A Pest Inside.

This is my 18th article in the Mercury Food and Wine supplement.

While browsing the web the other day I came across a label with the following message. “100% Organic, complete with pest inside.” After the initial amusement I started to think critically about this slogan as this is an issue that is of concern to organic farmers.

Most consumers have an adverse reaction to opening a packet of leaves to find a little green caterpillar climbing up one of them. Those in the know smile and say its proof the leaves were grown organically. Well, this is certainly true. Organic farmers use no pesticides and only in dire situations can they use natural control substances with permission from a certifying body. A healthy organic field is far from a sterile place. It teems with life, both in the soil and on the plants. Ideally it should be as close to a balance as possible. The beneficial insects should be balanced with the pests and the beneficial fungi should be balanced against the pathogenic fungi. This balance is achieved by not spraying with poisonous chemicals but by rather relying on the natural balances of a healthy ecosystem.

I had a visitor once who was well acquainted with conventional farming operations. While passing through the mangtout pea beds I picked and offered her a sample. She was hesitant, and enquired whether it was safe. I was taken aback as I had never given this practice a second thought. But yes, I would never eat a pea from a conventional field without washing it well. Even then, knowing the nature of plant tissue, I would be wary. The surface of a leaf or fruit is not smooth and washable. It is virtually impossible to remove a chemical spray. A leaf from an organic field is safe. It should not have any chemicals or pathogenic organisms like e-coli contaminating it. However it will be possible to have a ladybird walking on it, and if we have a ladybird we will have aphids, the ladybirds natural prey. If the plants are healthy, as they should be in an organic field, we will not have too many aphids or too many ladybirds. But it is still very possible to have one of them on your lettuce leaf.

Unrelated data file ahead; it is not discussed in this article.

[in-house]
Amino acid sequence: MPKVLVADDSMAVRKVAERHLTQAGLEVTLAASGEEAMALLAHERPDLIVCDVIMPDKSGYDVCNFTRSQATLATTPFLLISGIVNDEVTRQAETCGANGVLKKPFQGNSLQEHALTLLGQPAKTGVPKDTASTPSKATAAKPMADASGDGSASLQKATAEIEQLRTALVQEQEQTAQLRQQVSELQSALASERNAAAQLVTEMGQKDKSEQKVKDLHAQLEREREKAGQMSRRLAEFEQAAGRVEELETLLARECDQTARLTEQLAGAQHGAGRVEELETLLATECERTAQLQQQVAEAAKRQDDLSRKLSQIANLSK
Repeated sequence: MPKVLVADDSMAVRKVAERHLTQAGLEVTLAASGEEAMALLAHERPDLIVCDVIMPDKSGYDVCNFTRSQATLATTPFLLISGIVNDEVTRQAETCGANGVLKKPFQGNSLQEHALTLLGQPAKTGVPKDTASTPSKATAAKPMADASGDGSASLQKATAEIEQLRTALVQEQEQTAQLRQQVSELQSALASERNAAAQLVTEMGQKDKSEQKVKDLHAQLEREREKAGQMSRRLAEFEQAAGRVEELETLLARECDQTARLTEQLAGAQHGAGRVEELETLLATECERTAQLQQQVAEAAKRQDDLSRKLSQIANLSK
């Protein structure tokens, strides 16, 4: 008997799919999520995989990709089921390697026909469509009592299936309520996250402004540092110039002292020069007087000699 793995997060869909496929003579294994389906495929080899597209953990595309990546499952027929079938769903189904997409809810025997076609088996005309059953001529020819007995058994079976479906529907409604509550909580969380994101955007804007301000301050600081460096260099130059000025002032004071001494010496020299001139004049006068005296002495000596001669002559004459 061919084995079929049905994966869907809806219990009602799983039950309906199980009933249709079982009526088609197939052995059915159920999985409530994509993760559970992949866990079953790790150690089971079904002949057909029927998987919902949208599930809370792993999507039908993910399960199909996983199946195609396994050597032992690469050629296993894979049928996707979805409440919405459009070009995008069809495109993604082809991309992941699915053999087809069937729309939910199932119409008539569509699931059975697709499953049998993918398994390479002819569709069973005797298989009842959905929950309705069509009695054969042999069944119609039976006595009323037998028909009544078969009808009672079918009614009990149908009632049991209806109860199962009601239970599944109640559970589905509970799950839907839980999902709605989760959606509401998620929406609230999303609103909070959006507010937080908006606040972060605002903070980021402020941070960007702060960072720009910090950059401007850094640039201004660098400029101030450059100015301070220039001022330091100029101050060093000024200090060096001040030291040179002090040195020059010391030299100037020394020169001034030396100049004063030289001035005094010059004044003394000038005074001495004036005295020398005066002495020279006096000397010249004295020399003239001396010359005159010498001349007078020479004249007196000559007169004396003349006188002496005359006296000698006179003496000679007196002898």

When we pack lettuce leaves on an organic farm we wash them in clean water, free from pathogens and chemicals. We are vigilant for any bugs that might be on the leaves. But, yes every now and again one might get through. Conventional farms use biocides to clean leaves before packaging. This leaves residues in the pores and stomata on the leaves, and these residues end up in your body.

The above slogan is correct in that a healthy living bug on your lettuce leaf is indeed an indicator of it being chemical free, however it does not necessarily mean it may be a pest. It could just as easily be a beneficial such as a ladybird. However lets give in to poetic license.

What situation would you prefer? The possibility of a pest inside your packet or the certainty of a pesticide in your lettuce leaf.

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About Rob Symons

My name is Rob Symons. I live in Pietermaritzburg, kwaZulu-Natal, South Africa. MuthiMuthi is my Zulu nickname which means tall tree. I am an Organic Farmer and an environmentalist. I live and work on Broadleaze Farm in the Mkondeni valley on the eastern outskirts of Pietermaritzburg.
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One Response to A Pest Inside.

  1. Would rather have a pest inside my packet, thanks for sharing this!

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